With Pat Phelan, Chief Customer Officer, GoCardless

Building and Leading in Customer Success

With Pat Phelan, Chief Customer Officer, GoCardless


  • Pivoting within CS as one motion won’t fit all your customers
  • In CS play the ball in front of you
  • Defining and measuring the key CS KPI’s
  • Aligning CS with the Northstar of Growth
  • Creating psychological safe spaces and managing imposter syndrome

Setting the scene

With a non-traditional path into tech, Pat Phelan has been right in the middle of the evolution of the Customer Success function. In this podcast, Pat discusses how Customer Success aligns with the vision of the business, and at the same time, the needs of the customers. How this is reported to the c-suite, and how this contributes to the northstar of growth is a real master class in how to build and lead a Customer Success team. Pat has an obvious passion for leadership, plus growing and developing his people, hence a must listen for the new and growing Customer Success leaders.

What took me to Dubai...

I did the pretty standard path of university. I was an okay student at school, fairly disciplined, but not crazy academic. I kind of phrase my academic life as ‘I knew how to just do enough to go under the radar and not cause any problems for myself, or my parents’. I'm proudly Irish, always will be, but when I look back to Ireland in the mid to late 80s, it's unrecognisable to what it is now. When I did my post grad the time had come to get a job, and I got this random call from a company in the wild west of Galway, who made handmade Irish carpets. I didn't know what they were, nor did I really care what they were, all I cared about was that the job was in Dubai.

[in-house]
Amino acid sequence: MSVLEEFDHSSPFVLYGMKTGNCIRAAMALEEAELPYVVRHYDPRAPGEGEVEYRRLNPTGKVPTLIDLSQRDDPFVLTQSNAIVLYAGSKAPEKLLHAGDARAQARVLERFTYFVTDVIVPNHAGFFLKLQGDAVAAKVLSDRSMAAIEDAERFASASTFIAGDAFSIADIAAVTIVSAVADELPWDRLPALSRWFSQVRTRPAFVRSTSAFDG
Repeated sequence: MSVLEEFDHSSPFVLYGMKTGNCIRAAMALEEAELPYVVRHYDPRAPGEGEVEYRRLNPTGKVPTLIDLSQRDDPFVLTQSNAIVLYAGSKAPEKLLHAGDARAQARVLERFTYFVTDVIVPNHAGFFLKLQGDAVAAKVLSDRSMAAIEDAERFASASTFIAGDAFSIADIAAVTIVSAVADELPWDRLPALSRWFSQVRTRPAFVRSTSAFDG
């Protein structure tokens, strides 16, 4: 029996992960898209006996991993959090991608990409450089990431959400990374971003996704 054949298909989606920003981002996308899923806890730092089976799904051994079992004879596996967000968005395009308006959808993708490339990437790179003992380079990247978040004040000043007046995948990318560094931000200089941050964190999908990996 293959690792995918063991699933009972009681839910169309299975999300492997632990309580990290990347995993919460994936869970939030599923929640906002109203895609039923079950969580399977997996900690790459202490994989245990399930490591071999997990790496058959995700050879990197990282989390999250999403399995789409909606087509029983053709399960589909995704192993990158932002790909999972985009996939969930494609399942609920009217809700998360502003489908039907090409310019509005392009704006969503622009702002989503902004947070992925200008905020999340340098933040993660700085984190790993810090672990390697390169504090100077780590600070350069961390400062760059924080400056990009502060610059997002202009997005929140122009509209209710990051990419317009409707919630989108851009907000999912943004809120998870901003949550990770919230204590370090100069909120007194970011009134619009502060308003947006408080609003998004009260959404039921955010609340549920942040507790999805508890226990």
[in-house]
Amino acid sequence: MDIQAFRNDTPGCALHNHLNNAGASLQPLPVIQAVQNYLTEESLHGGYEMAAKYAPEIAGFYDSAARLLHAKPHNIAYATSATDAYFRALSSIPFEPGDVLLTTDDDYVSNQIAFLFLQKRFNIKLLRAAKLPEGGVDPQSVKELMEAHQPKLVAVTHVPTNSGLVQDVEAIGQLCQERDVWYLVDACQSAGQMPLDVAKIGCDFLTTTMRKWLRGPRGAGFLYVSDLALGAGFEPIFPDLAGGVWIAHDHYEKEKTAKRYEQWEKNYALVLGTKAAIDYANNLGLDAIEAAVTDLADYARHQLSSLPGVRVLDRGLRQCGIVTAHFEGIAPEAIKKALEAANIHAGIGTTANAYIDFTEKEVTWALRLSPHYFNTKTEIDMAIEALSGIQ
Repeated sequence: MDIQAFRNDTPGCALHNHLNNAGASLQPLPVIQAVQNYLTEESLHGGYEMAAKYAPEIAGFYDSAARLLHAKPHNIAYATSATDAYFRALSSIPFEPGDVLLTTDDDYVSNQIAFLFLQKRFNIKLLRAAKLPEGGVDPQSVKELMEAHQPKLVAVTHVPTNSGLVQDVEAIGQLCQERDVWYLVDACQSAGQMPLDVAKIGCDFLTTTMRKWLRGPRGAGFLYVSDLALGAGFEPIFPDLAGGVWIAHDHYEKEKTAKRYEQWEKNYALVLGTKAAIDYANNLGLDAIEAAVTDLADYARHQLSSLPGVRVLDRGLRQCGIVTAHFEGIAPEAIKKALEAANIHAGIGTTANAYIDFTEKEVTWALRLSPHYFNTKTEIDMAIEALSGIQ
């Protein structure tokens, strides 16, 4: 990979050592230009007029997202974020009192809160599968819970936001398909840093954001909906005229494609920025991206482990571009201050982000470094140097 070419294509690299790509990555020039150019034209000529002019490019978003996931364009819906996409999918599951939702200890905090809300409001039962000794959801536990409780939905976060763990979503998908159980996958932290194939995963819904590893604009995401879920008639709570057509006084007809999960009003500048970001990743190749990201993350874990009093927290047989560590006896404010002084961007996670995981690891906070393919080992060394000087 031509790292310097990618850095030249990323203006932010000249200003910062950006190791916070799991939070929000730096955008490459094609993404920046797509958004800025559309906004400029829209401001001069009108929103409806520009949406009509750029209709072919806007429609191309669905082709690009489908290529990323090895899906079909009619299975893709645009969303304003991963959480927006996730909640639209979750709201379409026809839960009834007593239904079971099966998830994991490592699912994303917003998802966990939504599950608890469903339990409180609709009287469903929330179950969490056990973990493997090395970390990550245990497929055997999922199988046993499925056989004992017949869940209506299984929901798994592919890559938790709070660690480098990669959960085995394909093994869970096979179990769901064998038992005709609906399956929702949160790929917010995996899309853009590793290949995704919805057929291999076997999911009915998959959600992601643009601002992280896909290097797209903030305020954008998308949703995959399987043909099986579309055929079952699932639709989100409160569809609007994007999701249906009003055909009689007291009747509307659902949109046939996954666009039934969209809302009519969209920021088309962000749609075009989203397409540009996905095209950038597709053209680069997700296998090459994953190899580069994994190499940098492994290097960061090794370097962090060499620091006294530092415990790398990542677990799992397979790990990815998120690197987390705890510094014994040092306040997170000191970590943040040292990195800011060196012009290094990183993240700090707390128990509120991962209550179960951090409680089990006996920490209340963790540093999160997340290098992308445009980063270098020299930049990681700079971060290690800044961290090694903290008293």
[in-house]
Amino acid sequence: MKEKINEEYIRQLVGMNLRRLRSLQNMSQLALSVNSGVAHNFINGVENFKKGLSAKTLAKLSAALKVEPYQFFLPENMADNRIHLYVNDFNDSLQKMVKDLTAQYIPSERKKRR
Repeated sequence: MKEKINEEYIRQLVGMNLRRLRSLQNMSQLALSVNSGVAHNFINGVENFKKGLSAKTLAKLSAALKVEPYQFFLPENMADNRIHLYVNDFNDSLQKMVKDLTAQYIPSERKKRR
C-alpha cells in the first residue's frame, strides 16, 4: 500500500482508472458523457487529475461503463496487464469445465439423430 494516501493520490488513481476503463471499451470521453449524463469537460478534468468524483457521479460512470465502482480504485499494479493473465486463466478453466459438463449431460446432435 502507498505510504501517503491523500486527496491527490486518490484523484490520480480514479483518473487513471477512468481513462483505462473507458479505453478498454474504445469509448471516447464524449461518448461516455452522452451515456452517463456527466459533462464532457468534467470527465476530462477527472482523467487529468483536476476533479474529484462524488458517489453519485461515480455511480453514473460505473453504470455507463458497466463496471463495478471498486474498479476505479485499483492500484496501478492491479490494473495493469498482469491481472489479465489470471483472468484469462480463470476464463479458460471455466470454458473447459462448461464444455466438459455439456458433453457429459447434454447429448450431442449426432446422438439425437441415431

I rocked up to Dubai for about a year and a half, and the goal was to set up a presence in Dubai. There was nothing there. We just found at the time that the carpets were selling well and Tony, who was the CEO at the time, and a phenomenal character, moved his family as well as myself and one other fella out to Dubai with him for the year. We literally sold carpets to people in Dubai- it doesn't get a lot more cliched than that, from an Irish perspective! But, it was an unbelievable experience and I don't know whether it was good or bad- it was just an experience. It was hard. I wasn't legal there for six months, which looking back now at the time was pretty risky, it was paid in cash. It's crazy! I did it for about 14 months and I realised it wasn’t for me in terms of the location. I came back to London and that got me more into a more traditional path. In terms of my career, I would never change it because I did 14 of what I would classify as the craziest, hardest, wildly exciting months of my entire life thus far. It obviously shaped a lot for me.

To give you an example at the stage where we were, we quoted for the Burj at the time, and we went on site to do a quote, and it was a building site. It was literally the shell of the hotel, the concrete was there. That was the period we were in Dubai, and it was the biggest thing at the time. It was such an evolving part of the world

Pivoting into tech